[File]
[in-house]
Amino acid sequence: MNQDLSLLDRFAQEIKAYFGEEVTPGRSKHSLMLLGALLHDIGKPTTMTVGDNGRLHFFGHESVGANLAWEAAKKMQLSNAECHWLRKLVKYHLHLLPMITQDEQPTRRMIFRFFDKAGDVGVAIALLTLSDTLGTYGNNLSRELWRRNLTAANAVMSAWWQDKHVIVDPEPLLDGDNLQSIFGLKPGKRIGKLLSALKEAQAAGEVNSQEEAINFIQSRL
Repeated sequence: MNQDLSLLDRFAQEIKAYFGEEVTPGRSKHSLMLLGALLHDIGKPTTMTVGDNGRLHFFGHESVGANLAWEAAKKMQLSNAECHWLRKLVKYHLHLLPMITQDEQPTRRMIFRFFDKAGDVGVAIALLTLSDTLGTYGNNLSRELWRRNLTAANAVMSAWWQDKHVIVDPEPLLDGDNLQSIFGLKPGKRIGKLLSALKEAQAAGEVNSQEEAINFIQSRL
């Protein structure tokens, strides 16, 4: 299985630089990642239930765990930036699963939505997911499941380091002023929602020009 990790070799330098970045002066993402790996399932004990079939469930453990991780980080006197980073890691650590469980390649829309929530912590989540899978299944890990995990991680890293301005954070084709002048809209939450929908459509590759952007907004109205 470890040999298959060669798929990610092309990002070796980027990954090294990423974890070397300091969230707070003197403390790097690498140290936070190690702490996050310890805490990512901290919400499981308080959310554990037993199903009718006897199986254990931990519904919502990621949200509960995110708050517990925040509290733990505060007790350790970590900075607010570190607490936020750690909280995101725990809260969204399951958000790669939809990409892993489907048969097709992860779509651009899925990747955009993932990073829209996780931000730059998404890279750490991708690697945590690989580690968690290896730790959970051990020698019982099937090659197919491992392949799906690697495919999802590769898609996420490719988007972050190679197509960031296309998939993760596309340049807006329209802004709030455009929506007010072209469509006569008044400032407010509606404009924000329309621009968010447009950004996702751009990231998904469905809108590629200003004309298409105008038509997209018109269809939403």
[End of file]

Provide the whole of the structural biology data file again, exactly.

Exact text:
[in-house]
Amino acid sequence: MNQDLSLLDRFAQEIKAYFGEEVTPGRSKHSLMLLGALLHDIGKPTTMTVGDNGRLHFFGHESVGANLAWEAAKKMQLSNAECHWLRKLVKYHLHLLPMITQDEQPTRRMIFRFFDKAGDVGVAIALLTLSDTLGTYGNNLSRELWRRNLTAANAVMSAWWQDKHVIVDPEPLLDGDNLQSIFGLKPGKRIGKLLSALKEAQAAGEVNSQEEAINFIQSRL
Repeated sequence: MNQDLSLLDRFAQEIKAYFGEEVTPGRSKHSLMLLGALLHDIGKPTTMTVGDNGRLHFFGHESVGANLAWEAAKKMQLSNAECHWLRKLVKYHLHLLPMITQDEQPTRRMIFRFFDKAGDVGVAIALLTLSDTLGTYGNNLSRELWRRNLTAANAVMSAWWQDKHVIVDPEPLLDGDNLQSIFGLKPGKRIGKLLSALKEAQAAGEVNSQEEAINFIQSRL
């Protein structure tokens, strides 16, 4: 299985630089990642239930765990930036699963939505997911499941380091002023929602020009 990790070799330098970045002066993402790996399932004990079939469930453990991780980080006197980073890691650590469980390649829309929530912590989540899978299944890990995990991680890293301005954070084709002048809209939450929908459509590759952007907004109205 470890040999298959060669798929990610092309990002070796980027990954090294990423974890070397300091969230707070003197403390790097690498140290936070190690702490996050310890805490990512901290919400499981308080959310554990037993199903009718006897199986254990931990519904919502990621949200509960995110708050517990925040509290733990505060007790350790970590900075607010570190607490936020750690909280995101725990809260969204399951958000790669939809990409892993489907048969097709992860779509651009899925990747955009993932990073829209996780931000730059998404890279750490991708690697945590690989580690968690290896730790959970051990020698019982099937090659197919491992392949799906690697495919999802590769898609996420490719988007972050190679197509960031296309998939993760596309340049807006329209802004709030455009929506007010072209469509006569008044400032407010509606404009924000329309621009968010447009950004996702751009990231998904469905809108590629200003004309298409105008038509997209018109269809939403």